1 TBSP hot chili sauce
2 TBSP soy sauce
1/4 cup freshly squeezed tangerine juice (orange juice is OK if you have no tangerines)
3 TBSP canola oil

3 scallions, chopped
Zest of 2 tangerines or 1 orange
2 TBSP toasted sesame seeds

In a large resealable plastic bag combine the 3 tablespoons of soy sauce, 1 tablespoon of corn starch and 2 tablespoons of grated ginger. Seal and shake well to combine. Add the sliced beef, reseal and let marinade for 20 - 30 minutes.

Whisk together the sherry, hoisin, honey, chili sauce, soy sauce and tangerine or orange juice until well combined. Set aside.

Heat a large pan or wok over high heat. When the pan is hot add the oil and swirl carefully to evenly distribute.

Add the beef and cook for 3 minutes, turning often. After three minutes add the sauce mixture and cook an additional 2 minutes until it thickens.

Serve over rice on a warm platter garnished with the chopped scallions, tangerine zest and sesame seeds.

NOTE: The tangerine/orange zest makes a huge difference in this recipe, don't skip this part. The recipe can be easily doubled but cook the meat in two batches.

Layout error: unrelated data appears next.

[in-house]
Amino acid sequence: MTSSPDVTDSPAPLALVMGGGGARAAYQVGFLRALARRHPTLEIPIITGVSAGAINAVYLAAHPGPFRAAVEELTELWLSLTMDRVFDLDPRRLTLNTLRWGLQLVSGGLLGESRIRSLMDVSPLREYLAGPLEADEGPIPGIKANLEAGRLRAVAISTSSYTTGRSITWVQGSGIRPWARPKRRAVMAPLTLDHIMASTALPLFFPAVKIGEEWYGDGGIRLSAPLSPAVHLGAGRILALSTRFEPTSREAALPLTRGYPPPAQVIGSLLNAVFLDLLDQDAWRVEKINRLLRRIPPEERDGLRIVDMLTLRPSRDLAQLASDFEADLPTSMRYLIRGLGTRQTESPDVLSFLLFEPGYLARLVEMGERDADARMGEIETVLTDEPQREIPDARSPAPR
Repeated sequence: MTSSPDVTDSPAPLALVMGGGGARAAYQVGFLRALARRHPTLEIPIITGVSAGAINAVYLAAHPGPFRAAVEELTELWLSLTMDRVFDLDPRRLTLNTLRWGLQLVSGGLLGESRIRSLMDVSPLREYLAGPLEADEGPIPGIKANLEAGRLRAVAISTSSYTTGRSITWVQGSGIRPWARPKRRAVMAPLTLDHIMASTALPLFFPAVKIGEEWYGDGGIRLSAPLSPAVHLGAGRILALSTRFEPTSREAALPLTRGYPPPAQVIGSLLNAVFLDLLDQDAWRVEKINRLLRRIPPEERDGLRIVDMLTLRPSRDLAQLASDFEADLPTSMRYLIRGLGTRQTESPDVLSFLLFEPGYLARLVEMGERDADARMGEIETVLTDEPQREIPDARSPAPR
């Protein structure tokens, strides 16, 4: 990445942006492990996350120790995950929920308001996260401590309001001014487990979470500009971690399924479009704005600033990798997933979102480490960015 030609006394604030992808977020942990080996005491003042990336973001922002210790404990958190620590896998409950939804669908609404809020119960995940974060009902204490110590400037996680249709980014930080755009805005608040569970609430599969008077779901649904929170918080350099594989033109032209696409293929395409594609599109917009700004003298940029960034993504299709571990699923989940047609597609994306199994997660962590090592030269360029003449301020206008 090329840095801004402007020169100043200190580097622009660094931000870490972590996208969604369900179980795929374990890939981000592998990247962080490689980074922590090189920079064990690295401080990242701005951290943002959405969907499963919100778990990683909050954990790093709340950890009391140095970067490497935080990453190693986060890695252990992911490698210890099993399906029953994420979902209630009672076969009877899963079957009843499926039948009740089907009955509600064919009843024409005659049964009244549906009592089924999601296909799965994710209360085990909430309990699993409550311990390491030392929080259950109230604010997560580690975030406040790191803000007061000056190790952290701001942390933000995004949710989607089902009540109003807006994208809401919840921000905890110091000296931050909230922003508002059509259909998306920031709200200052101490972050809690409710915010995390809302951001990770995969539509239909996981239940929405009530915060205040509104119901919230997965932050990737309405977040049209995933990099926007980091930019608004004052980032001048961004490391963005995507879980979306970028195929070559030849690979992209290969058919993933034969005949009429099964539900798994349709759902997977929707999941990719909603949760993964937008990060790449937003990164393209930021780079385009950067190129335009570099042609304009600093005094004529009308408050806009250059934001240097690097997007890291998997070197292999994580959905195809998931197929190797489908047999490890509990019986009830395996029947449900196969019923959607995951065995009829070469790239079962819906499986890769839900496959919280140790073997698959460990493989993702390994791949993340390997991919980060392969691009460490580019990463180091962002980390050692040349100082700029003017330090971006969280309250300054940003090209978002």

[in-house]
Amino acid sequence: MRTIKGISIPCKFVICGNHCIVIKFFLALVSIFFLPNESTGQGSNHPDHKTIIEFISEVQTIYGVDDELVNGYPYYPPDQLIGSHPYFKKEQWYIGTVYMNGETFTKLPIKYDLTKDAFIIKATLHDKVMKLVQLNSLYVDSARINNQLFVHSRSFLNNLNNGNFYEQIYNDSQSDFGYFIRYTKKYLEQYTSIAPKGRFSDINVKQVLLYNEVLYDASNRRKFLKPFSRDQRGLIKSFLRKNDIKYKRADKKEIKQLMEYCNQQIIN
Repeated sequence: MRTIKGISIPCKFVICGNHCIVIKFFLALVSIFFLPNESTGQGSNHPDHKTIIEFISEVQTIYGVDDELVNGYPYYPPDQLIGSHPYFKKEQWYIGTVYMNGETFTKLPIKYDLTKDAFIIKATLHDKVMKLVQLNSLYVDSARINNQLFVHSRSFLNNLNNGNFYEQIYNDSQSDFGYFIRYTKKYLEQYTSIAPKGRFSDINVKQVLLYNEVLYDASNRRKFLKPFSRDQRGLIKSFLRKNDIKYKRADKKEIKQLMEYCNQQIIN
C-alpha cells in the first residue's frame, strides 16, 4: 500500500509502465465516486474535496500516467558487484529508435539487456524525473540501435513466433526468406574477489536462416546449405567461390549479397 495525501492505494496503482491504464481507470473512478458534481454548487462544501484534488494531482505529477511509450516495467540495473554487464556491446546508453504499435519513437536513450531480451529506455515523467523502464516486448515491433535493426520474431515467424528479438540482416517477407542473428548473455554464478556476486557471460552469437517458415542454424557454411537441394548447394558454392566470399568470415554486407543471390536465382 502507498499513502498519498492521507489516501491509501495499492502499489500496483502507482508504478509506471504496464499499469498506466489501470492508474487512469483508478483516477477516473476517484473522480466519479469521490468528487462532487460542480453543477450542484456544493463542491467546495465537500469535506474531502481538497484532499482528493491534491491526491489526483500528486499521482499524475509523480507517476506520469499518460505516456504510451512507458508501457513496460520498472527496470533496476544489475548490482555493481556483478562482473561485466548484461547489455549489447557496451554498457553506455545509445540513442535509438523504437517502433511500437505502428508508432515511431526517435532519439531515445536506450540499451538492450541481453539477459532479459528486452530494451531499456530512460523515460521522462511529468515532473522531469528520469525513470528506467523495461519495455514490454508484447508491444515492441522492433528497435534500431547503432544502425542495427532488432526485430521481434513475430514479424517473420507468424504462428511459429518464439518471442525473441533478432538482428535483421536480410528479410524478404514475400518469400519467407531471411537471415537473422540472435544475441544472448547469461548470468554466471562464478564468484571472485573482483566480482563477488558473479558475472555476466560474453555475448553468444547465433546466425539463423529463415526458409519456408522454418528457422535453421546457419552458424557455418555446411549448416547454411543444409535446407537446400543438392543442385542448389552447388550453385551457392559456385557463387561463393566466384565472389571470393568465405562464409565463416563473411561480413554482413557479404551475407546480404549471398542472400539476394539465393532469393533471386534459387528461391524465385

There ya go crablings. At the end of the first round I had a three game lead over CC2 so cheer for California and Pitt and I'll be able to end this year's bracket wars early. Until next time, remember you can do it, you can cook.

Saturday, March 13, 2010

Irish Soda Bread

Took the Boonsta to Costco yesterday. Many of you know of my undying admiration and love for Costco, but like any good love affair, eventually you end up seeing the seamier side of your consort.

It was Friday, an always busy day down to the Costco. They've got the recently-thawed-shellfish stand ready, and of course there are samples galore. You can try everything from fresh fruit and little white cups of chicken pot pie to 1-ounce samples of Vitamin Water and lo-fat chocolate mousse desserts.

Of course these free samples mean that the crowds are up as well, especially the seniors. I've seen grandmas pushing industrial sized shopping carts, practically run over their own grandkids to get a free sample of Irish butter on Italian bread. I've watched stooped shouldered elders turn into Schwarzeneggers elbowing their way up to get the free Mandarin Oranges after they finished off the single bite of Polish Ham.

Of course Costco wins. These same seniors, after having grazed their way through the store, approach the cashiers, carts brimming with 5 pound jars of cashews, 2 pound sacks of dried cherries, a half-gallon of ketchup and the 128-ounce "Economy Size" tub of Metamucil. The place is like catnip for old people.